The old man shook his head, wiped the tear that was forming at the corner of his left eye, and turned the key. He had built his this little guesthouse, and had put much of his energies into it for nearly a decade. He had gotten to know many of his customers, and liked almost all.
At times, the boisterous group would talk politics, and these were always lively discussions. All sides had their well-spoken champions. He had his own feelings, and wasn’t shy about throwing in his two francs.
With the Germans invasion of Poland, the political discussions had heated up, considerably. He was always surprised at the number of his fellow Frenchmen who seemed not only not worried about the German aggression, but seemed even to embrace much of the Nazi party line. Not surprising, actually given the spread of socialist thinking. But, little of this had anything to do with the day to day lives of himself, or those who frequented his place.
Then came the day when the Germans marched into his City of Lights.
The old friends whom he had known for years, whom he had liked well enough before, even though he didn’t agree with their support of the Germans, now embraced their new German “Partners”, and brought them to his place to relax, and revel in their successes, and plan for the future. But, the Germans were not his friends. They were the enemy of his country, and thus, enemy of his. His old friends had made their choices. They were his friends, and yet they had become his enemies.
He had been struggling with the thought of “friends” being “enemies” for some time. Half of the people he came into contact on a daily basis were in his mind on the side of the enemy. There was no way to know which were which of the nameless strangers al around. The people he knew was a different story. Some of them he knew were trusted friends of both his, and his country’s. Some he knew weren’t. What was even worse, he had family members, people he loved dearly, in both of those same two groups.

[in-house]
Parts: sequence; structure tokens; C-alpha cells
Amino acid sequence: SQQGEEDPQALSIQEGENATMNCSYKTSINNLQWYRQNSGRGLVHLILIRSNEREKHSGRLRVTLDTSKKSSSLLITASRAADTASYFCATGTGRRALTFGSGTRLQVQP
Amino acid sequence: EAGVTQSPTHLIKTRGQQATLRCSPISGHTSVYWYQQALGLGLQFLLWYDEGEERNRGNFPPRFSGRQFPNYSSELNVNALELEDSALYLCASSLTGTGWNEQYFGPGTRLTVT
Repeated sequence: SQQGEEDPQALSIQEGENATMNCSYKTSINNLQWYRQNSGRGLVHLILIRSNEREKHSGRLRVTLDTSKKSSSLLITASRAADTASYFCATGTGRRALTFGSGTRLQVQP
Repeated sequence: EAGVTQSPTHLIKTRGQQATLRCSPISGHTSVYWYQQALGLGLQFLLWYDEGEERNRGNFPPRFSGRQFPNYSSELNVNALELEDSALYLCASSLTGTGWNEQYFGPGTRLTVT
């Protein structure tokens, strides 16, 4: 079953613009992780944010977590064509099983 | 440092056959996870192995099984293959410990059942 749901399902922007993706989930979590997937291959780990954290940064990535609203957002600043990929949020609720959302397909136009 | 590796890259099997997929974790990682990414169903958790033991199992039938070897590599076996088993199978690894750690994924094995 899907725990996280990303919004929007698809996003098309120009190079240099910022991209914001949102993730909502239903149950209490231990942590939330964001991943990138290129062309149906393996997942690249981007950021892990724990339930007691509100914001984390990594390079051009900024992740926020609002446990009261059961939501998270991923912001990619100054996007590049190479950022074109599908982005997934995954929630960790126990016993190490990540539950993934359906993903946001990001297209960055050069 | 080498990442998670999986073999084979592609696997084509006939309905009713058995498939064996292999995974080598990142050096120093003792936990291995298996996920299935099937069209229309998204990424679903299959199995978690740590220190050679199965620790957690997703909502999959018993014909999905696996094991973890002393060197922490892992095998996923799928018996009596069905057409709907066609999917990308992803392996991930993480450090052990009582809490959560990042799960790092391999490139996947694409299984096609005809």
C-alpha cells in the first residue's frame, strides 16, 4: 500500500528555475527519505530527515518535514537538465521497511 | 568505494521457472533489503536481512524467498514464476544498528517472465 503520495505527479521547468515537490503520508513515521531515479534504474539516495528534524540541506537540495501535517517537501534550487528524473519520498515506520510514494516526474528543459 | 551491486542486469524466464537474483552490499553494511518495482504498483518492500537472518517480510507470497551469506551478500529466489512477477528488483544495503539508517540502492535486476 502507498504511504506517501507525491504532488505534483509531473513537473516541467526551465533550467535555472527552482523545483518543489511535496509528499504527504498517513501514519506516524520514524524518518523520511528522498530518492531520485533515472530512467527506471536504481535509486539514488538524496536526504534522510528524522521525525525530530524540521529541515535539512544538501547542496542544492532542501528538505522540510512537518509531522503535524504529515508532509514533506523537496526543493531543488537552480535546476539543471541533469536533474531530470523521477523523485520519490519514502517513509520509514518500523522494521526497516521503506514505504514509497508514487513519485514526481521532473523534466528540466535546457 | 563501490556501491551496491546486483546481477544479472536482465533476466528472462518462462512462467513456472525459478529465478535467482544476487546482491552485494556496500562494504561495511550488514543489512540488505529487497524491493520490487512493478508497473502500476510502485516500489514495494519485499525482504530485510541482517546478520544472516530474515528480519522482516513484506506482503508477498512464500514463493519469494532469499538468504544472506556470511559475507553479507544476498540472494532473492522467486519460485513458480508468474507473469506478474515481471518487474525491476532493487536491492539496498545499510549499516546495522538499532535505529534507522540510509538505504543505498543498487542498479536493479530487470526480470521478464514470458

The family was simply family. At this point, he wasn’t ready to disown those with whom he found traitorous. He would simply have as little to do with them as necessary. That was an unbelievably painful decision. His friends he would have to look at differently. Rather than try and sort through them, and measure their varying shades of trustworthyness, he simply decided that he was an old man, and it might just be much easier to fade away.
He knew there would be those who disgreed with his decisions. The Germans and their supporters would be a steady source of interesting reactions to the closing of the guesthouse. Their favorite was the, “A bit of an overreaction, wouldn’t you say?” Somehow, the idea that someone would be disgusted by the thought of rubbing shoulders with the masters who were busy enslaving the same people kissing their rings, eluded them. But he couldn’t stand at the door, allowing some and turning others away. There was no sense talking about it. Those who shared his feelings were most likely feeling much the same way. Those who were on the other side would simply cry “Sour grapes!” All of the talking had been done. It was over. So. Time for the old man to go home.
He thought about the chants of “We won!” that had been shouted by many of his friends as the Germans had installed the “new” government that one day.
They had won.